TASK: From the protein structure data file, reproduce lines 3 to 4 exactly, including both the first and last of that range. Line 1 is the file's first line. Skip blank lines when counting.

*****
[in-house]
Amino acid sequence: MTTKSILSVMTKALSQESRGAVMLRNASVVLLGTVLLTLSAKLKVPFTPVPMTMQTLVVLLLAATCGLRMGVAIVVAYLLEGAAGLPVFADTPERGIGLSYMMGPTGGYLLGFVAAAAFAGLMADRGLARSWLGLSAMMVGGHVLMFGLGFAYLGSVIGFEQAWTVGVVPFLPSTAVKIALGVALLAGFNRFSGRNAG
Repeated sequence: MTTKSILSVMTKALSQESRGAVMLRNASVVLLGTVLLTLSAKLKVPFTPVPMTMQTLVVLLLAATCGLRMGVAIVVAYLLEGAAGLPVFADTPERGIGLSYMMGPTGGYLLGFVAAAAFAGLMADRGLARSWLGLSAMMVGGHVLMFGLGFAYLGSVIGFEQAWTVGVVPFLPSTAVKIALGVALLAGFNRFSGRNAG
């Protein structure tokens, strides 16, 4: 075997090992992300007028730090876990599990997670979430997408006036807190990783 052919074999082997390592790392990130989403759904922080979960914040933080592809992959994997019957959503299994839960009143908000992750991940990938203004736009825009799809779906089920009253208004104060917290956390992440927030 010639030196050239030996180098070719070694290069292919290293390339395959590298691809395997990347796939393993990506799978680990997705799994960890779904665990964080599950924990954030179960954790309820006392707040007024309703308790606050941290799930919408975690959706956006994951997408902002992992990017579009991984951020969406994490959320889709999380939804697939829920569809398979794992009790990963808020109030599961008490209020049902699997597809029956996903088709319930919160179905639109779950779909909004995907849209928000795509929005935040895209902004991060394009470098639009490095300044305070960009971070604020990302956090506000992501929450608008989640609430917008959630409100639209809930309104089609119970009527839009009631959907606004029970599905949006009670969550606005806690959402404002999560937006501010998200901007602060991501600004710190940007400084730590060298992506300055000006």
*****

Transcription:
Repeated sequence: MTTKSILSVMTKALSQESRGAVMLRNASVVLLGTVLLTLSAKLKVPFTPVPMTMQTLVVLLLAATCGLRMGVAIVVAYLLEGAAGLPVFADTPERGIGLSYMMGPTGGYLLGFVAAAAFAGLMADRGLARSWLGLSAMMVGGHVLMFGLGFAYLGSVIGFEQAWTVGVVPFLPSTAVKIALGVALLAGFNRFSGRNAG
């Protein structure tokens, strides 16, 4: 075997090992992300007028730090876990599990997670979430997408006036807190990783 052919074999082997390592790392990130989403759904922080979960914040933080592809992959994997019957959503299994839960009143908000992750991940990938203004736009825009799809779906089920009253208004104060917290956390992440927030 010639030196050239030996180098070719070694290069292919290293390339395959590298691809395997990347796939393993990506799978680990997705799994960890779904665990964080599950924990954030179960954790309820006392707040007024309703308790606050941290799930919408975690959706956006994951997408902002992992990017579009991984951020969406994490959320889709999380939804697939829920569809398979794992009790990963808020109030599961008490209020049902699997597809029956996903088709319930919160179905639109779950779909909004995907849209928000795509929005935040895209902004991060394009470098639009490095300044305070960009971070604020990302956090506000992501929450608008989640609430917008959630409100639209809930309104089609119970009527839009009631959907606004029970599905949006009670969550606005806690959402404002999560937006501010998200901007602060991501600004710190940007400084730590060298992506300055000006």